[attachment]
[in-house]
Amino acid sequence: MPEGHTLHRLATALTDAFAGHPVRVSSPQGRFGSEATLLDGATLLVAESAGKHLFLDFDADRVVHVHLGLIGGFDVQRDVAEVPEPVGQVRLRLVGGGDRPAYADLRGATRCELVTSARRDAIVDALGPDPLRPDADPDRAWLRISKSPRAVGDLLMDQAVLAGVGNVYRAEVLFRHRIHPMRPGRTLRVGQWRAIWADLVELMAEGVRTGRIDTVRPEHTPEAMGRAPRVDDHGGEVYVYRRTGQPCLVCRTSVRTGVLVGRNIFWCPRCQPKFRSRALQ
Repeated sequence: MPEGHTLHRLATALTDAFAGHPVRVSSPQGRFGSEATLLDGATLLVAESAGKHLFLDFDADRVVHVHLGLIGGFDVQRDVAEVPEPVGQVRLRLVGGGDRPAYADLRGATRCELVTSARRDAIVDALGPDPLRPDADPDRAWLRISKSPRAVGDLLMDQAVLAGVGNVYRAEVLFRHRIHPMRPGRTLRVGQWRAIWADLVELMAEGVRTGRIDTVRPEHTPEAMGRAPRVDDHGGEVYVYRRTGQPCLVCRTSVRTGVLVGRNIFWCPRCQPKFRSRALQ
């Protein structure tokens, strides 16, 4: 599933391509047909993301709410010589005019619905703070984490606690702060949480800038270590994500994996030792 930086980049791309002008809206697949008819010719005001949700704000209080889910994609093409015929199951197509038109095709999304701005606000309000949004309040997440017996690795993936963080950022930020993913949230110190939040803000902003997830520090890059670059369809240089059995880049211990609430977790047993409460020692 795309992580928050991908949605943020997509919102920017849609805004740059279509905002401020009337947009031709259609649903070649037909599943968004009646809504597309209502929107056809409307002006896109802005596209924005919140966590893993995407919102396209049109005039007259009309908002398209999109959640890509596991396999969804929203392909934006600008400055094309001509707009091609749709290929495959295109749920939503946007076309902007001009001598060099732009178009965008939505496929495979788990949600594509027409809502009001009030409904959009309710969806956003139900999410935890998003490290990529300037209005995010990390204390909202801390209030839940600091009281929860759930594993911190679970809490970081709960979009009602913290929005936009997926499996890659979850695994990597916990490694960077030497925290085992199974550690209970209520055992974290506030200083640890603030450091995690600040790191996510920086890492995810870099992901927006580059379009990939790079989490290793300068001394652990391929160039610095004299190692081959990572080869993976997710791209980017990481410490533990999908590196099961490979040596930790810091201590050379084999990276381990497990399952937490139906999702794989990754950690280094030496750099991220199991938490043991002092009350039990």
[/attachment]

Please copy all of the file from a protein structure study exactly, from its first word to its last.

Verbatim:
[in-house]
Amino acid sequence: MPEGHTLHRLATALTDAFAGHPVRVSSPQGRFGSEATLLDGATLLVAESAGKHLFLDFDADRVVHVHLGLIGGFDVQRDVAEVPEPVGQVRLRLVGGGDRPAYADLRGATRCELVTSARRDAIVDALGPDPLRPDADPDRAWLRISKSPRAVGDLLMDQAVLAGVGNVYRAEVLFRHRIHPMRPGRTLRVGQWRAIWADLVELMAEGVRTGRIDTVRPEHTPEAMGRAPRVDDHGGEVYVYRRTGQPCLVCRTSVRTGVLVGRNIFWCPRCQPKFRSRALQ
Repeated sequence: MPEGHTLHRLATALTDAFAGHPVRVSSPQGRFGSEATLLDGATLLVAESAGKHLFLDFDADRVVHVHLGLIGGFDVQRDVAEVPEPVGQVRLRLVGGGDRPAYADLRGATRCELVTSARRDAIVDALGPDPLRPDADPDRAWLRISKSPRAVGDLLMDQAVLAGVGNVYRAEVLFRHRIHPMRPGRTLRVGQWRAIWADLVELMAEGVRTGRIDTVRPEHTPEAMGRAPRVDDHGGEVYVYRRTGQPCLVCRTSVRTGVLVGRNIFWCPRCQPKFRSRALQ
């Protein structure tokens, strides 16, 4: 599933391509047909993301709410010589005019619905703070984490606690702060949480800038270590994500994996030792 930086980049791309002008809206697949008819010719005001949700704000209080889910994609093409015929199951197509038109095709999304701005606000309000949004309040997440017996690795993936963080950022930020993913949230110190939040803000902003997830520090890059670059369809240089059995880049211990609430977790047993409460020692 795309992580928050991908949605943020997509919102920017849609805004740059279509905002401020009337947009031709259609649903070649037909599943968004009646809504597309209502929107056809409307002006896109802005596209924005919140966590893993995407919102396209049109005039007259009309908002398209999109959640890509596991396999969804929203392909934006600008400055094309001509707009091609749709290929495959295109749920939503946007076309902007001009001598060099732009178009965008939505496929495979788990949600594509027409809502009001009030409904959009309710969806956003139900999410935890998003490290990529300037209005995010990390204390909202801390209030839940600091009281929860759930594993911190679970809490970081709960979009009602913290929005936009997926499996890659979850695994990597916990490694960077030497925290085992199974550690209970209520055992974290506030200083640890603030450091995690600040790191996510920086890492995810870099992901927006580059379009990939790079989490290793300068001394652990391929160039610095004299190692081959990572080869993976997710791209980017990481410490533990999908590196099961490979040596930790810091201590050379084999990276381990497990399952937490139906999702794989990754950690280094030496750099991220199991938490043991002092009350039990």